Alberta releases out-of-province workers as hospital pressures ease

AHS said she was “more grateful” for the support of the Canadian Red Cross, the Canadian Armed Forces and the Province of Newfoundland and Labrador

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Alberta is sending home workers from out of province who provided help amid the fourth wave of COVID-19 that has pushed the province’s health care system to its limits.

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Alberta Health Services said on Thursday it was “more grateful” for the support of the Canadian Red Cross, the Canadian Armed Forces and the province of Newfoundland and Labrador, but said it was ‘they could now manage current demands with local staff.

“Their help came at a time when our intensive care units – and our frontline healthcare teams – were under extreme pressure, due to the unprecedented number of Albertans in need of hospital care and care. intensive, “the health authority said in a statement.

“Now that we are seeing a slight easing of pressure on our intensive care units, we are confident that we can manage the current patient demand with our own frontline teams. “

Prime Minister Jason Kenney announced at the end of September out-of-province staff were coming to help Alberta cope with unprecedented pressure on hospitals and intensive care units due to COVID-19.

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The armed forces provided eight intensive care specialists who were working in Edmonton, while Red Cross medical workers were deployed in central Alberta, and Newfoundland and Labrador sent a medical team including intensive care personnel to Fort McMurray.

“Support from outside of Alberta has allowed us to increase our critical care capacity in Fort McMurray, provide much needed respite for some of our healthcare workers in the central and Edmonton areas. and assist AHS staff working in community settings such as testing and vaccination centers, ”AHS said.

“We would like to thank again those who came to our aid and we wish you a safe journey home. “

AHS added that the move is intended to ensure that external aid is available to other provinces or jurisdictions that may need it. This could include Saskatchewan, where the fourth wave overwhelmed hospitals and forced transfers of patients out of province to Ontario .

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Pressures on Alberta hospitals continue to ease after peaking at the end of September. But Chief Medical Officer of Health Dr Deena Hinshaw said on Thursday patient levels remained at about the same level as at the height of the third wave.

As of Thursday, 779 Albertans were hospitalized with COVID-19, including 185 people in intensive care.

Dr. Deena Hinshaw, Chief Medical Officer of Health for Alberta.
Dr. Deena Hinshaw, Chief Medical Officer of Health for Alberta. Photo by Ian Kucerak /Postmedia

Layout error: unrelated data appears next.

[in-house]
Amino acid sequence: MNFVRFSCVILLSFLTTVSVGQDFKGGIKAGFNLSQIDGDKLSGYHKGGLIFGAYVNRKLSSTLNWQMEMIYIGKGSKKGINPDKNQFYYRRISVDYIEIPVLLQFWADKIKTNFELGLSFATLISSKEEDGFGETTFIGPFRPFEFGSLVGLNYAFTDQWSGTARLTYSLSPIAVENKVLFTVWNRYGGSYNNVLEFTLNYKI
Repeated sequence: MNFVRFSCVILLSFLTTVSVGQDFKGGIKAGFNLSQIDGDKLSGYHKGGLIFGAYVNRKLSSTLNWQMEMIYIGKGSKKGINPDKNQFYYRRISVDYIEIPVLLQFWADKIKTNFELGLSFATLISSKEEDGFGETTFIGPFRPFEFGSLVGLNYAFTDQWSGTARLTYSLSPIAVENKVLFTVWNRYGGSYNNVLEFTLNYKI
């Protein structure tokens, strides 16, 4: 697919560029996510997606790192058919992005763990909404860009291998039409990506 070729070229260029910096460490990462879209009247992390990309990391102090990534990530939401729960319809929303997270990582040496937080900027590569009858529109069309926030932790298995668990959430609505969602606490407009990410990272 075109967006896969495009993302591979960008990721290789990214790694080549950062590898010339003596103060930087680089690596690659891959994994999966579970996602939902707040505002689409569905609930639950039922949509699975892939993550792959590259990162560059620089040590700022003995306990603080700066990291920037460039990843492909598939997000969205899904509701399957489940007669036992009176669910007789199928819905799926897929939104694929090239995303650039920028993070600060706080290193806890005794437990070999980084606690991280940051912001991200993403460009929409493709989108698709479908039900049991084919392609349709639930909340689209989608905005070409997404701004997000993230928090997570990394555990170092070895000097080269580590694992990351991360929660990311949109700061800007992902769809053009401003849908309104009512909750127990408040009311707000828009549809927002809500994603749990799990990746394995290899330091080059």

Many rural communities continue to fight the spread of COVID-19, especially in the northern and central areas, where outbreaks of the virus continue in 11 hospitals.

This includes the Rocky Mountain House Hospital and Care Center, which have been linked to 33 cases and resulted in patient care disruptions. The hospital has suspended acute care admissions and is diverting obstetric patients to other facilities for hospital deliveries, according to AHS.

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The hospital emergency room remains open and those who come to the hospital in active labor and cannot be transported safely are still being cared for at the site, the health authority said.

Many rural municipalities facing hospital outbreaks also have COVID-19 vaccination rates well below the provincial average. In Clearwater County, where Rocky Mountain House is located, 69.3 percent of eligible residents have at least one injection, compared to 86.8 percent province-wide.

Hinshaw said Alberta is working to ensure residents of rural areas have access to reliable vaccine information.

“As we have been doing for many months, we are redoubling our efforts to ensure vaccine availability,” Hinshaw said. “But, at the end of the day, it really continues to provide the opportunity (and) to keep providing the information.”

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Alberta on Thursday reported 531 new cases of COVID-19 out of 10,277 tests, which represents a test positivity rate of 5.4%. The number of active cases fell to 8,387, the lowest since August 23.

There were also 12 additional deaths from the virus, bringing the toll for the pandemic in Alberta to 3,085.

Elsewhere on Thursday, Hinshaw issued another reminder to Albertans to continue following public health guidelines during Halloween.

She said those who are not feeling well should stay home and not hand out candy. Those who cheat or spoil should wear masks and only go out with members of their household, she said.

Hinshaw added that Albertans are legally required to follow provincial health restrictions, which ban gatherings between unvaccinated adults and limit gatherings between vaccinated adults to 10 people and two households.

“Let’s make the right choices to make sure there won’t be a Halloween peak in two weeks,” she said.

[email protected]

Twitter: @jasonfherring

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